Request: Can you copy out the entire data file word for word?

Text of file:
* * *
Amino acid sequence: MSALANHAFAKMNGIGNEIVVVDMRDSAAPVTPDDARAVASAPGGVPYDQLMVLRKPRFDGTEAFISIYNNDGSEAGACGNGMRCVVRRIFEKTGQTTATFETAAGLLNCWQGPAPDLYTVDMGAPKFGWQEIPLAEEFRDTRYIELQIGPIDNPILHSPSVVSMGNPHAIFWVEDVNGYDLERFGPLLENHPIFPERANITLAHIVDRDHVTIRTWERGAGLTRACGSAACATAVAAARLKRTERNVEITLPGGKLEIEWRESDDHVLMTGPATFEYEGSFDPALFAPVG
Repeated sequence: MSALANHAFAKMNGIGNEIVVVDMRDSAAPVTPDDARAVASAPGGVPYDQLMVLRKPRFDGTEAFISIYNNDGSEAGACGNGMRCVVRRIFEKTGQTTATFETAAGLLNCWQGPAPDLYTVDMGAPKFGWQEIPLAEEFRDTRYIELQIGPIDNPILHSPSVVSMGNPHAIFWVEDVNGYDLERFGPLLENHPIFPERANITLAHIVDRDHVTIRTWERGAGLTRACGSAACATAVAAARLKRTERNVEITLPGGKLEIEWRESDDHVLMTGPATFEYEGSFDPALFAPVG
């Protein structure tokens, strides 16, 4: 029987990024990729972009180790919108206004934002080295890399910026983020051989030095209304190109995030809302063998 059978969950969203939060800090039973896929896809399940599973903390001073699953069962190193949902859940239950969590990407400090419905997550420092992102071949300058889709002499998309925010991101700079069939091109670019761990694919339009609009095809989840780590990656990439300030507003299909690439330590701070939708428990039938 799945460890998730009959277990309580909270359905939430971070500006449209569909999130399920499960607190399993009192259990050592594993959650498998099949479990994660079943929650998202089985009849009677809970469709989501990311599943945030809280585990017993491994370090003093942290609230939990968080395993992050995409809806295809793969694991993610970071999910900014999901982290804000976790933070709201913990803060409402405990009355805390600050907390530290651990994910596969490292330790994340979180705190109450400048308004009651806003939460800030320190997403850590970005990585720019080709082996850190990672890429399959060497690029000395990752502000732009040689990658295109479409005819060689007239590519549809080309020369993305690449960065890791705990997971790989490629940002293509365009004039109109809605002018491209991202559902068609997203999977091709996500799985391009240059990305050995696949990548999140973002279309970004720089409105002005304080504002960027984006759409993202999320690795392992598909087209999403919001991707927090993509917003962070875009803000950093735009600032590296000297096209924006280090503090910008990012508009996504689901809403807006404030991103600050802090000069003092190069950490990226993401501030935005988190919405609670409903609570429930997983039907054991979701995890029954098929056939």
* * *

Amino acid sequence: MSALANHAFAKMNGIGNEIVVVDMRDSAAPVTPDDARAVASAPGGVPYDQLMVLRKPRFDGTEAFISIYNNDGSEAGACGNGMRCVVRRIFEKTGQTTATFETAAGLLNCWQGPAPDLYTVDMGAPKFGWQEIPLAEEFRDTRYIELQIGPIDNPILHSPSVVSMGNPHAIFWVEDVNGYDLERFGPLLENHPIFPERANITLAHIVDRDHVTIRTWERGAGLTRACGSAACATAVAAARLKRTERNVEITLPGGKLEIEWRESDDHVLMTGPATFEYEGSFDPALFAPVG
Repeated sequence: MSALANHAFAKMNGIGNEIVVVDMRDSAAPVTPDDARAVASAPGGVPYDQLMVLRKPRFDGTEAFISIYNNDGSEAGACGNGMRCVVRRIFEKTGQTTATFETAAGLLNCWQGPAPDLYTVDMGAPKFGWQEIPLAEEFRDTRYIELQIGPIDNPILHSPSVVSMGNPHAIFWVEDVNGYDLERFGPLLENHPIFPERANITLAHIVDRDHVTIRTWERGAGLTRACGSAACATAVAAARLKRTERNVEITLPGGKLEIEWRESDDHVLMTGPATFEYEGSFDPALFAPVG
């Protein structure tokens, strides 16, 4: 029987990024990729972009180790919108206004934002080295890399910026983020051989030095209304190109995030809302063998 059978969950969203939060800090039973896929896809399940599973903390001073699953069962190193949902859940239950969590990407400090419905997550420092992102071949300058889709002499998309925010991101700079069939091109670019761990694919339009609009095809989840780590990656990439300030507003299909690439330590701070939708428990039938 799945460890998730009959277990309580909270359905939430971070500006449209569909999130399920499960607190399993009192259990050592594993959650498998099949479990994660079943929650998202089985009849009677809970469709989501990311599943945030809280585990017993491994370090003093942290609230939990968080395993992050995409809806295809793969694991993610970071999910900014999901982290804000976790933070709201913990803060409402405990009355805390600050907390530290651990994910596969490292330790994340979180705190109450400048308004009651806003939460800030320190997403850590970005990585720019080709082996850190990672890429399959060497690029000395990752502000732009040689990658295109479409005819060689007239590519549809080309020369993305690449960065890791705990997971790989490629940002293509365009004039109109809605002018491209991202559902068609997203999977091709996500799985391009240059990305050995696949990548999140973002279309970004720089409105002005304080504002960027984006759409993202999320690795392992598909087209999403919001991707927090993509917003962070875009803000950093735009600032590296000297096209924006280090503090910008990012508009996504689901809403807006404030991103600050802090000069003092190069950490990226993401501030935005988190919405609670409903609570429930997983039907054991979701995890029954098929056939």